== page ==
Our Burning Planet


Keith Helfet, the man who designed SA’s elusive electric car

Keith Helfet, the man who designed SA’s elusive electric car
Keith Helfet, the former Jaguar designer who designed South Africa’s electric car prototype, the Joule. (Photo: Supplied)

The search for the Joule, South Africa’s only electric car, led to a conversation with the legendary designer of some of the world’s most beautiful sports cars, Keith Helfet. The man from Calvinia who became Jaguar’s top designer, it turned out, had also designed the Joule.

It’s daunting sitting across a coffee table with the man who has designed some of the most beautiful Jaguars in the world and has been described as a visionary. But the problem doesn’t last a minute because he’s so unassuming, self-deprecating and funny.

“I signed up to do engineering at the University of Cape Town,” he explains, “but I was a waste of space because of surfing and drinking.

helfet car

A young Keith Helfet works on his first design. (Photo: Keith Helfet)

helfet first design

Keith Helfet’s first design on a Triumph frame. (Photo: Keith Helfet)

“I loved machines but the degree was all mathematics and thermodynamics. I wanted to design cars. So I dropped out and built a car on the chassis of an old Triumph Spitfire using foam offcuts and 700 pounds of plaster of Paris. The engine didn’t work. The general feeling was that I was a harmless lunatic. Then I went back and finished my degree.

“When I broke it up, my father was so upset. He said, ‘All that work for nothing.’ I said, ‘That wasn’t for nothing… I now know what I want to do – design cars.’”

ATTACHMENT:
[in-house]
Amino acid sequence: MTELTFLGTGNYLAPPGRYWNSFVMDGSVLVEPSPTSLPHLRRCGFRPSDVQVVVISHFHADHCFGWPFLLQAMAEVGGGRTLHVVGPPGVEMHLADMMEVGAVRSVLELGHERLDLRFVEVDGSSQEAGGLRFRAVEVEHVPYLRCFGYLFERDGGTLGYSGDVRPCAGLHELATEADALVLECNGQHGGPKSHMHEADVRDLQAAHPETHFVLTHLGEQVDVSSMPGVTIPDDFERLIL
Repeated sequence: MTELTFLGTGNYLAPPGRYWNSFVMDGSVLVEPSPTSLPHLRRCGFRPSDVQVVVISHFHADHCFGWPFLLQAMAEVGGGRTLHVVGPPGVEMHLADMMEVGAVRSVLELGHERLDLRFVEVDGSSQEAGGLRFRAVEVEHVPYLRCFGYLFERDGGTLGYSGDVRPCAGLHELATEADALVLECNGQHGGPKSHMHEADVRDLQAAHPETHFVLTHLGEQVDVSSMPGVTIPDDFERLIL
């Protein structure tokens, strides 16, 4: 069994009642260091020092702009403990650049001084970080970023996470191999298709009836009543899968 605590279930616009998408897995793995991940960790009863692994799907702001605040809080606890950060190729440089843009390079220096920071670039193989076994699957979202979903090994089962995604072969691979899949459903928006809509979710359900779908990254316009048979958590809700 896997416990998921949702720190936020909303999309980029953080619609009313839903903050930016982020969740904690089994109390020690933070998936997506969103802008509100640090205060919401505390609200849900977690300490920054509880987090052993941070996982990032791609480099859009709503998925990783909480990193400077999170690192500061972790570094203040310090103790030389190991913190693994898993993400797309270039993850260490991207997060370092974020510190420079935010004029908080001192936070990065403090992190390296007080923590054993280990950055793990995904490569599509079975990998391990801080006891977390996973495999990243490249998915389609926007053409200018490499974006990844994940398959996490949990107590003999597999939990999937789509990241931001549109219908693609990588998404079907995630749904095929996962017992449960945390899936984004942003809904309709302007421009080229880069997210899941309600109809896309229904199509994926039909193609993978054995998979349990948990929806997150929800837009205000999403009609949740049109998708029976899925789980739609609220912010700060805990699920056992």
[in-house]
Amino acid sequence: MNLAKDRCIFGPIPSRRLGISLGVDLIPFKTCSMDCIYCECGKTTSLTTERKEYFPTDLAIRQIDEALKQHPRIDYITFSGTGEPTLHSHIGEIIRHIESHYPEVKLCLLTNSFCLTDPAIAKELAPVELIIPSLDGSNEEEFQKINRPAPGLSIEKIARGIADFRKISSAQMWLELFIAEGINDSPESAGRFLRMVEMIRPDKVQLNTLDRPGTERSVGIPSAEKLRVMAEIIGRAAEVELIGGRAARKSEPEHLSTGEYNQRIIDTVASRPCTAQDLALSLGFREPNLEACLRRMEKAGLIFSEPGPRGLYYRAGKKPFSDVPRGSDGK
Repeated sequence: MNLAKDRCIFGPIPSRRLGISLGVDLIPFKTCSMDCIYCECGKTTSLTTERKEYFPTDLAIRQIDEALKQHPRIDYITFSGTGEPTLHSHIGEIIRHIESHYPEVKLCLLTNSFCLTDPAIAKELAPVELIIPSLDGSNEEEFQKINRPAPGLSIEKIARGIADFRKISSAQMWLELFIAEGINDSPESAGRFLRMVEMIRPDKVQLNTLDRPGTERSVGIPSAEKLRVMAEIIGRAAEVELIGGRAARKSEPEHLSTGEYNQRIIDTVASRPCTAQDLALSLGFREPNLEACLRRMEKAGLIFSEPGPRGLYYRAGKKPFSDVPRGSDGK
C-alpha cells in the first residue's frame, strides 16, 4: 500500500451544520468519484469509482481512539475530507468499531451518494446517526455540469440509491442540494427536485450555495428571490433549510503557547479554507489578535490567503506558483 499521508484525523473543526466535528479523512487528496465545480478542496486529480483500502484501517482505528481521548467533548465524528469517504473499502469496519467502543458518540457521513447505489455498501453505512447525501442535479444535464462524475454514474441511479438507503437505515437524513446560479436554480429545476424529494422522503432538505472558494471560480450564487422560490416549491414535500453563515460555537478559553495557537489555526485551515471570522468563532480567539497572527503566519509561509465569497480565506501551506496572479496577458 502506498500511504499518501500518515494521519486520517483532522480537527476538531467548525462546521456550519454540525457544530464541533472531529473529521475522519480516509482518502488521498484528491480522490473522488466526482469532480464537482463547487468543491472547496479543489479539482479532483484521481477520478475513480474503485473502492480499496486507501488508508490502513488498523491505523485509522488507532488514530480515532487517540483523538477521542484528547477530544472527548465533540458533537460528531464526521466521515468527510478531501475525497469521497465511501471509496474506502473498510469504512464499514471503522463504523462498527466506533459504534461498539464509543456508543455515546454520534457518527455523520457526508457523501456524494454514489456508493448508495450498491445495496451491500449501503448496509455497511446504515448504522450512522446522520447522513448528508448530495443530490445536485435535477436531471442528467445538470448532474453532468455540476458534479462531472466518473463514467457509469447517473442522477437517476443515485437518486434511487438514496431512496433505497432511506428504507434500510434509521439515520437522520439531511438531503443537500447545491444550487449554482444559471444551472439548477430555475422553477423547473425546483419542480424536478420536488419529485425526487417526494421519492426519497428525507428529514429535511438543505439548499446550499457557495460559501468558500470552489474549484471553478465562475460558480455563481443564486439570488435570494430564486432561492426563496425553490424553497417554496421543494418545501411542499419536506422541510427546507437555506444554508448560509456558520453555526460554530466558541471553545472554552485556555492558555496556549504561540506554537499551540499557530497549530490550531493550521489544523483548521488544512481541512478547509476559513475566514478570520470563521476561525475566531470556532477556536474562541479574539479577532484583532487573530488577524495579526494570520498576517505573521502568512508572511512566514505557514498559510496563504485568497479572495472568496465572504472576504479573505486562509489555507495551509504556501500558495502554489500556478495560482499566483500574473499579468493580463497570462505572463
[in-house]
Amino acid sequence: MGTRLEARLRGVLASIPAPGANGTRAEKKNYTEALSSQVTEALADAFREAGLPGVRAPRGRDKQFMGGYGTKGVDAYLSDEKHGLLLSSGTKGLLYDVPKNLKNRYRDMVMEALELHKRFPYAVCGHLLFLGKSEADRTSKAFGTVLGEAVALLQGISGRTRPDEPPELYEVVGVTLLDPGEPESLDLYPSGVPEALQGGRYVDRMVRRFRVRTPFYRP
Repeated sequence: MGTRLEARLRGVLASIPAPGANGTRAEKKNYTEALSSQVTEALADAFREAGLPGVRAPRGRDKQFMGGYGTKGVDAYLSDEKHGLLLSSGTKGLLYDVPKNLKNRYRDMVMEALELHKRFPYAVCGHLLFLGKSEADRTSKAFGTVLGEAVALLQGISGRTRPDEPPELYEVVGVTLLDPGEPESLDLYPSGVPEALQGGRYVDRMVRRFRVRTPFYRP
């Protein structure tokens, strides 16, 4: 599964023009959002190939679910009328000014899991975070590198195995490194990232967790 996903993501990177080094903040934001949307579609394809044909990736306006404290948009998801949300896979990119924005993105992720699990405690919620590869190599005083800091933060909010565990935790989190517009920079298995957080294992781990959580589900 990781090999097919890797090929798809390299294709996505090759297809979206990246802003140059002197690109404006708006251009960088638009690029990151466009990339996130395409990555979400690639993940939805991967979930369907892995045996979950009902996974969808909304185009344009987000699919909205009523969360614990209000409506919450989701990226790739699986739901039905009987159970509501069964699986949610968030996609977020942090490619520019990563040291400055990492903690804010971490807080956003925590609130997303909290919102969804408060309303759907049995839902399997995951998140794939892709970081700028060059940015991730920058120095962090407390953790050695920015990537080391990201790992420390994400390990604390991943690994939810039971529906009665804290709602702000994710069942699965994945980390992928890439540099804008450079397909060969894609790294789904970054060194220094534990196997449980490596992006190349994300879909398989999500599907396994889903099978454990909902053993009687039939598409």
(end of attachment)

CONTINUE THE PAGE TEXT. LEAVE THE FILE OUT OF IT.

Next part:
Don Pinnock: It’s a big jump from there to Jaguar. What were the steps?

Keith Helfet: My degree was engineering but my passion was design, so I thought I’d do a postgraduate at the Royal College of Art. I had no idea how difficult it was to get in. I pitched up for the interview among around 100 other applicants, cringingly unequipped. I knew nothing. They said you have three weeks to hand in your portfolio. I said: “What’s that?”

All I had was the plaster of Paris car, so I presented that. I think they’d never had an applicant who’d designed and built a full-sized car. I was one of only five students accepted. They said: “Clearly, you know how to design.”

Design project at the Royal College of Art. (Photo: Supplied)

DP: And Jaguar?

KH: At the time Jaguar was a cottage industry within Leyland. It had been started by Sir William Lyons who basically designed most of the early cars. In my opinion, he’s one of the greatest car designers ever. After I joined he chose my design for the new sports car. Then, for five and a half years, he became my tutor and mentor.

He was the guru. He influenced my design language, my style for the rest of my life. Soft, flowing shapes which I just loved, not hard-edged, which was the fashion at the time. Jaguar designs look fast. Around classic Jaguars, other sports cars looked awkward. Jaguars stood out.

DP: Do you have a design principle that you work to?

KH: For me as a designer, the ultimate prize is to create an object of desire. Emotional appeal was our competitive advantage. Design and desire have been my driving mantra. It’s what I call the book I’ve just written.

DP: A sculptor of dreams on wheels?

KH: Yeah, that’s it. I work on overall shape. We start with a clay model and use fibreglass on scale models, then go into sheet metal moulding. That’s the scary stage. You have these unbelievably talented guys who can take a flat sheet of aluminium and roll it into flowing shapes. Incredible craftsmen.

DP: It must be satisfying to see the final vehicle you’ve designed completed and rolling.

KH: When we unveiled the Jaguar XJ220 at the British Motor Show, jaws dropped. It created a huge fuss. It wasn’t yet in production but we got six blank cheques as orders. It’s all about emotional appeal. Elton John and Mick Jagger each bought one. The Sultan of Brunei bought three.